The chill from the center block wall in my cell began to leach into my shoulders as I sat reflecting on Henry’s story and taking mental notes about the inmates in the two other holding cells I could see.

James, the inmate in the cell closest to me, was in some type of pain. From the corner I was sitting in I could hear his muted moans echo off the walls, several times pleading to see the nurse. The CO at the booking desk chucked, “You will be fine James”, and went back to filling out paperwork.

A deep hollow metal thunk broke the silence. Entering through the door labeled “HOUSING” a CO led a black man in his mid-twenties toward the third holding cell while explaining that he was going back to the next county over to see a judge for bond. The CO went through the list of charges, possession, burglary, rape; Williams, the inmate, seemed to be learning the full extent of his charges for the first time. His jumpsuit had the name of the next county over across the back, some how he had been transferred here, and now he was being transported back to see a judge in the next county.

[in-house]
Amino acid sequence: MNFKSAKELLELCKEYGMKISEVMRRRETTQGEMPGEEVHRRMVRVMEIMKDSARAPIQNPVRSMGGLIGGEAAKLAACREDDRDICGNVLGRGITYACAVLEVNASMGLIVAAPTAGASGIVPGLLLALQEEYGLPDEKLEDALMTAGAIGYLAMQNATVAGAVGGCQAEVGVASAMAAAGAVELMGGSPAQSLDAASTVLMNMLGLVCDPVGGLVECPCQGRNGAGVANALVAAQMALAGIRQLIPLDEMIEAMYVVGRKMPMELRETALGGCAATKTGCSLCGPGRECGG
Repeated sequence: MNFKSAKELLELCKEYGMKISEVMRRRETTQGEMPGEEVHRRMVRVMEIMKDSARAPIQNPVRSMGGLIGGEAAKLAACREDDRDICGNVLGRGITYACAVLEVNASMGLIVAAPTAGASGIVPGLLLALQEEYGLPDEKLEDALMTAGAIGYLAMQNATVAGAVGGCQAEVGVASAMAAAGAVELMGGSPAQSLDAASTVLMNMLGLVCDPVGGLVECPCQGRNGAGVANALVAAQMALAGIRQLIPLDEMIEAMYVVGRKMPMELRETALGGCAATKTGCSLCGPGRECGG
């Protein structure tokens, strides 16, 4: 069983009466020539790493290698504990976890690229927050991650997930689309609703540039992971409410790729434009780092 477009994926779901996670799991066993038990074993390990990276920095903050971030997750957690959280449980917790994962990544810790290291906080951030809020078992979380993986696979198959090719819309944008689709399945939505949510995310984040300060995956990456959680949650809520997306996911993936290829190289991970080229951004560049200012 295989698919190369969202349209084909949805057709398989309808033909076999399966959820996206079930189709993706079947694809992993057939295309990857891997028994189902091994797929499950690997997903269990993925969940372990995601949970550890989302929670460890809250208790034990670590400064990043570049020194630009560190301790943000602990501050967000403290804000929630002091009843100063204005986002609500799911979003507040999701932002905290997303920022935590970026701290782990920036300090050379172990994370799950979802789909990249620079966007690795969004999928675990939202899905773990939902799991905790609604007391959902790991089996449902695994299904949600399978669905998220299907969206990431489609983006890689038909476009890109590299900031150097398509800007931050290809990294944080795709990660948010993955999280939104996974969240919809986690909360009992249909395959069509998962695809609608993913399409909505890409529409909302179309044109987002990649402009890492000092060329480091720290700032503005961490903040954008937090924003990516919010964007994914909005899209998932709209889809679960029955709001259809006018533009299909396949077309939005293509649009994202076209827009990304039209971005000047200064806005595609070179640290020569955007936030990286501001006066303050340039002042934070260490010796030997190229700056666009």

He still hasn’t been told what he was charged with? How long has he been here?

Before unshackling him, the CO offered Williams advice on seeking council and what steps would be next, but once he was in his holding cell the COs working the cooking desk offered their own advice.

“You needed the pussy that bad?” “You can’t just be taking the pussy!”

“Who said I done it?” Williams’ muffled response came from beyond his cell door.